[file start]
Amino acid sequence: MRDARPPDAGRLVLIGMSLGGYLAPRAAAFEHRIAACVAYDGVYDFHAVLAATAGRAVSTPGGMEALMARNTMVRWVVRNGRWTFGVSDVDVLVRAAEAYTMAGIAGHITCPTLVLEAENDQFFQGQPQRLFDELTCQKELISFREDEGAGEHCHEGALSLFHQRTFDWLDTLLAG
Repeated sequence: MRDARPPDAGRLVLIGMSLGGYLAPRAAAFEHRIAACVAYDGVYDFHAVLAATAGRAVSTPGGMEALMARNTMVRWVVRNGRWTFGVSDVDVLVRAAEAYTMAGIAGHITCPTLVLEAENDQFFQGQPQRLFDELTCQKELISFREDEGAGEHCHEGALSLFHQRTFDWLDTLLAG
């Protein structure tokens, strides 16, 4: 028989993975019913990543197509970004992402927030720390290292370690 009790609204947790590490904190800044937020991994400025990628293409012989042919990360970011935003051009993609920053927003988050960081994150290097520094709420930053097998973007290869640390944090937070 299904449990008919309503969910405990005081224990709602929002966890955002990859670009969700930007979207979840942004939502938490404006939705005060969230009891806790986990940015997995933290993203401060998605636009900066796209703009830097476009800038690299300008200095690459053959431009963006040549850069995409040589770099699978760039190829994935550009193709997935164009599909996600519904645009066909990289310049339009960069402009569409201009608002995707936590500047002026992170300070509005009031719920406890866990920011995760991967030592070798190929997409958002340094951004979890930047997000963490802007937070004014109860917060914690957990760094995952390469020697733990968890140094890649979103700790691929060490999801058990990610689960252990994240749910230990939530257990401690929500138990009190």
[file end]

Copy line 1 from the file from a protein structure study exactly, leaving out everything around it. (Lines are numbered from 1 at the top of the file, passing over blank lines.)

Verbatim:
Amino acid sequence: MRDARPPDAGRLVLIGMSLGGYLAPRAAAFEHRIAACVAYDGVYDFHAVLAATAGRAVSTPGGMEALMARNTMVRWVVRNGRWTFGVSDVDVLVRAAEAYTMAGIAGHITCPTLVLEAENDQFFQGQPQRLFDELTCQKELISFREDEGAGEHCHEGALSLFHQRTFDWLDTLLAG